Crime & Justice

Amnesty expresses concern over crackdown on Pakistani journalists

Islamabad, June 15 (EFE).- Amnesty International (AI) on Thursday said it was extremely concerned over crackdown on voices critical of the state and the military in Pakistan, urging the authorities to end use of power to silence critics.

At least seven Pakistani journalists, including Shaheen Sehbai, Wajahat Saeed Khan, Syed Haider Raza Mehdi, Sabir Shakir and Moeed Pirzada have been charged with offenses against the state and anti-terror laws in recent days.

“Amnesty International is extremely concerned with the crackdown on voices critical of the state and military,” the rights watchdog said in a statement.

All the journalists critical of the powerful army have left Pakistan since the ouster of former Prime Minister Imran Khan from office in April last year.

Khan has accused the military of orchestrating his removal through a parliamentary vote of no confidence.

Another journalist Arshad Sharif, also a staunch critic of the military, was killed in mysterious circumstances in Kenya last year.

His mother has accused former army chief Qamar Bajwa and other senior intelligence officials for his assassination.

All the seven journalists have taken refuge in the United Kingdom and the United States over fears for their lives. Almost all of them are using Youtube to voice their views.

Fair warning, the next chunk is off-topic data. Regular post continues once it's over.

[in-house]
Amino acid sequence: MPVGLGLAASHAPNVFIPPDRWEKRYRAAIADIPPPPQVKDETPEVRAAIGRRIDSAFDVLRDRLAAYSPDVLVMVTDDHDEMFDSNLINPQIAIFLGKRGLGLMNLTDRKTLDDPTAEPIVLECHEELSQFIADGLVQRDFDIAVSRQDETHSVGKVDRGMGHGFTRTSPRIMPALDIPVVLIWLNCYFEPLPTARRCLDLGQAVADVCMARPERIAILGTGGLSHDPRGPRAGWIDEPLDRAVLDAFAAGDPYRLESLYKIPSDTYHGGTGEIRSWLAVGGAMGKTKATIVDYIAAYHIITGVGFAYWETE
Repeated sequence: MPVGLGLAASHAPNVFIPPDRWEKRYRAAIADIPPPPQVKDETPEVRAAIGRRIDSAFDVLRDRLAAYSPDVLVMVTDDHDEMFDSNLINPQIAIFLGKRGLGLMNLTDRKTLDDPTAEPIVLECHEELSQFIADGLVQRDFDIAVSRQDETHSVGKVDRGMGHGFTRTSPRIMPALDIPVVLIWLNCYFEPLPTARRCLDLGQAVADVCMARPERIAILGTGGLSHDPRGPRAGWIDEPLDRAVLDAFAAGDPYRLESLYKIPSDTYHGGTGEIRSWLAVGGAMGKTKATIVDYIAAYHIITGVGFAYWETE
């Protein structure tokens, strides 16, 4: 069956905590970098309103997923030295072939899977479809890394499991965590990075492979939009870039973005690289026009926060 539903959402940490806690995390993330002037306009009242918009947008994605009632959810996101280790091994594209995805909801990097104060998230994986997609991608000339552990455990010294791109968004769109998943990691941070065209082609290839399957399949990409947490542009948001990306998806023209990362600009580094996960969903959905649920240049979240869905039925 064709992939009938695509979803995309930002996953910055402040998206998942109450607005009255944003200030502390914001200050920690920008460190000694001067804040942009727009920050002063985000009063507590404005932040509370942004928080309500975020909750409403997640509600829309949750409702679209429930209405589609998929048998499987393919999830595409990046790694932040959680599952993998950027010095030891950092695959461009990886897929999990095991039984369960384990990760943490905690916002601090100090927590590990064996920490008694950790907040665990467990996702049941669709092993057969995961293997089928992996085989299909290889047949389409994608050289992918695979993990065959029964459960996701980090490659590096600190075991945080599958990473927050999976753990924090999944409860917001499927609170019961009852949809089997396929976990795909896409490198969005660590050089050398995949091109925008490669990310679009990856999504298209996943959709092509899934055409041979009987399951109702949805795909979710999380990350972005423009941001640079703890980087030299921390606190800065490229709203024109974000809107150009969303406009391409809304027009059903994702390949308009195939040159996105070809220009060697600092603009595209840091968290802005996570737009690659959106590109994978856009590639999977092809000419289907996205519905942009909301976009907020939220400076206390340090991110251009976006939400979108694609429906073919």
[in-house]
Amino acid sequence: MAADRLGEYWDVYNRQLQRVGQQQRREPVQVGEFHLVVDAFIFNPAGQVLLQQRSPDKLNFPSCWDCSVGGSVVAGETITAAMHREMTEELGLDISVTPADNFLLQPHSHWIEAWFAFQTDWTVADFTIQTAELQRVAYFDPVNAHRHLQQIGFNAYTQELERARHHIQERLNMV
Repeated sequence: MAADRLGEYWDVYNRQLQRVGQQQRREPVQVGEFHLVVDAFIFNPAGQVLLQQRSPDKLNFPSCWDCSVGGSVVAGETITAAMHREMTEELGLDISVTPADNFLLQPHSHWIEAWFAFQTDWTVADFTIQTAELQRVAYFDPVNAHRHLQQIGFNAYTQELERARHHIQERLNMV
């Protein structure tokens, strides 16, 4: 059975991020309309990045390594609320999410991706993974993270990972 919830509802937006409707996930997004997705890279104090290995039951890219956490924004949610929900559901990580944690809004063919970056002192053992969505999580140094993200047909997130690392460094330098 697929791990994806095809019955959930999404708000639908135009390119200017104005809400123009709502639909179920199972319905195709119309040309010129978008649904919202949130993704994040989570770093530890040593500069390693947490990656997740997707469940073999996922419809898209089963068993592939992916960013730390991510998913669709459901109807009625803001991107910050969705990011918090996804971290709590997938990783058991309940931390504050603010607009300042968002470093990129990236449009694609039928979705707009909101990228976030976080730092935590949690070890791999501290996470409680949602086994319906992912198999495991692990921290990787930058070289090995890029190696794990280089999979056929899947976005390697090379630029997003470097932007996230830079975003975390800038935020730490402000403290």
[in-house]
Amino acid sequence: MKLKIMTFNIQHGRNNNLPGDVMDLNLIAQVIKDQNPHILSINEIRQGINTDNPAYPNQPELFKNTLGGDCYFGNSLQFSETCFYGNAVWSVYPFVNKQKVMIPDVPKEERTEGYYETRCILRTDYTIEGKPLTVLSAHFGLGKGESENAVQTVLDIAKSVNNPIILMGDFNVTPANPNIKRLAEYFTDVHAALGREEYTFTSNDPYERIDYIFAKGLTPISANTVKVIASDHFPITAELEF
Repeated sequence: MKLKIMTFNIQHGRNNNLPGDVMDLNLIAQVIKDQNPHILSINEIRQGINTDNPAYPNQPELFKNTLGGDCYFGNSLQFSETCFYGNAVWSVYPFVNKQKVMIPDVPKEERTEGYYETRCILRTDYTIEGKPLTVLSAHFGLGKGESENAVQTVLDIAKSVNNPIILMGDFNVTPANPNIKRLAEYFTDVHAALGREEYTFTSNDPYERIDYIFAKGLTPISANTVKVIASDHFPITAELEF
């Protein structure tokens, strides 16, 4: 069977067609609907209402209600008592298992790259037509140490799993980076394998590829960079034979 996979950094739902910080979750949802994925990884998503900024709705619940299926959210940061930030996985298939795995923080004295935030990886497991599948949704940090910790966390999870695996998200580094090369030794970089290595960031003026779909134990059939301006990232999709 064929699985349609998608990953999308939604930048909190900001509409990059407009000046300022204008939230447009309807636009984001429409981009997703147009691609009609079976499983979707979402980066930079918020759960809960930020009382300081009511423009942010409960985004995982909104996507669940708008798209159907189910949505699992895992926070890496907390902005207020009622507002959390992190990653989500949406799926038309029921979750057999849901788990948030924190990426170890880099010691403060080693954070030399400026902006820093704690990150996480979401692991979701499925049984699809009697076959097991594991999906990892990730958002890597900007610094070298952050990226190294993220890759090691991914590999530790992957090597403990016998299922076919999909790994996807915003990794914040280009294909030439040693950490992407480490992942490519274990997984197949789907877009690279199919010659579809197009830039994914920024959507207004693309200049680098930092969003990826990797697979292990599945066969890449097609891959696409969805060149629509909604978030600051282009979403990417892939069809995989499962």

Amnesty said that the anti-terrorism act in Pakistan – which grants sweeping powers to the police and the armed forces – has led to the abuse of human rights with impunity, and done away with safeguards against arbitrary arrest, detention and ill-treatment.

“Pakistani authorities must end the use of offenses against the state and anti-terror laws to silence critics,” it urged.

Khan’s Pakistan Tehreek-e-Insaf party has claimed that more than 10,000 of its workers and supporters including women have been detained by the authorities following the arrest of Khan last month.

Khan was released on bail after violent protests in the country saw some military installations ransacked by rioters.

The government led by Prime Minister Shehbaz Sharif has handed over more than 50 suspected civilians to the military for trials in military courts, a decision that has also sparked widespread criticism. EFE


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